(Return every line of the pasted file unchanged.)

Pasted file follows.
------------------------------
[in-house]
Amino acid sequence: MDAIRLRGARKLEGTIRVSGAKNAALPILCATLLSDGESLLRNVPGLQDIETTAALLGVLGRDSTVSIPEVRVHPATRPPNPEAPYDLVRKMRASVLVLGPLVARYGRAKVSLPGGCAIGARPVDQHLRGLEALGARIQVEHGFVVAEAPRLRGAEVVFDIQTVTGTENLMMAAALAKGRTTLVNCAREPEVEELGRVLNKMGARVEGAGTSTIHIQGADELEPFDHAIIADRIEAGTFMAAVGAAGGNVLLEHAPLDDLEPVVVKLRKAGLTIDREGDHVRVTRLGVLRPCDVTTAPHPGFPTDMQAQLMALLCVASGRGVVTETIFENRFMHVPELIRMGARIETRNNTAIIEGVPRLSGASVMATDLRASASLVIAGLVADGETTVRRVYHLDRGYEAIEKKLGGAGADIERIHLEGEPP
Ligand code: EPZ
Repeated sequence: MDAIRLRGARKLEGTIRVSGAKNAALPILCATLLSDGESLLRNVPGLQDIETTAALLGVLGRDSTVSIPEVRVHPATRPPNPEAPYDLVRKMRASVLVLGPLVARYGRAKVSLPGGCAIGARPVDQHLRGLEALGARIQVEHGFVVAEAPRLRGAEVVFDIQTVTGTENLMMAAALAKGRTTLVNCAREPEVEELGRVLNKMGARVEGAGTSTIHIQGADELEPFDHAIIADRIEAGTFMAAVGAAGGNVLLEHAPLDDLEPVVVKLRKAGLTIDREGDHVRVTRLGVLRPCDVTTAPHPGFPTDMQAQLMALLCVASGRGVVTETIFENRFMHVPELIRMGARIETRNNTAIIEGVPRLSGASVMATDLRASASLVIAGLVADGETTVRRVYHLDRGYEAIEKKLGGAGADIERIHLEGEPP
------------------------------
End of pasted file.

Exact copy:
[in-house]
Amino acid sequence: MDAIRLRGARKLEGTIRVSGAKNAALPILCATLLSDGESLLRNVPGLQDIETTAALLGVLGRDSTVSIPEVRVHPATRPPNPEAPYDLVRKMRASVLVLGPLVARYGRAKVSLPGGCAIGARPVDQHLRGLEALGARIQVEHGFVVAEAPRLRGAEVVFDIQTVTGTENLMMAAALAKGRTTLVNCAREPEVEELGRVLNKMGARVEGAGTSTIHIQGADELEPFDHAIIADRIEAGTFMAAVGAAGGNVLLEHAPLDDLEPVVVKLRKAGLTIDREGDHVRVTRLGVLRPCDVTTAPHPGFPTDMQAQLMALLCVASGRGVVTETIFENRFMHVPELIRMGARIETRNNTAIIEGVPRLSGASVMATDLRASASLVIAGLVADGETTVRRVYHLDRGYEAIEKKLGGAGADIERIHLEGEPP
Ligand code: EPZ
Repeated sequence: MDAIRLRGARKLEGTIRVSGAKNAALPILCATLLSDGESLLRNVPGLQDIETTAALLGVLGRDSTVSIPEVRVHPATRPPNPEAPYDLVRKMRASVLVLGPLVARYGRAKVSLPGGCAIGARPVDQHLRGLEALGARIQVEHGFVVAEAPRLRGAEVVFDIQTVTGTENLMMAAALAKGRTTLVNCAREPEVEELGRVLNKMGARVEGAGTSTIHIQGADELEPFDHAIIADRIEAGTFMAAVGAAGGNVLLEHAPLDDLEPVVVKLRKAGLTIDREGDHVRVTRLGVLRPCDVTTAPHPGFPTDMQAQLMALLCVASGRGVVTETIFENRFMHVPELIRMGARIETRNNTAIIEGVPRLSGASVMATDLRASASLVIAGLVADGETTVRRVYHLDRGYEAIEKKLGGAGADIERIHLEGEPP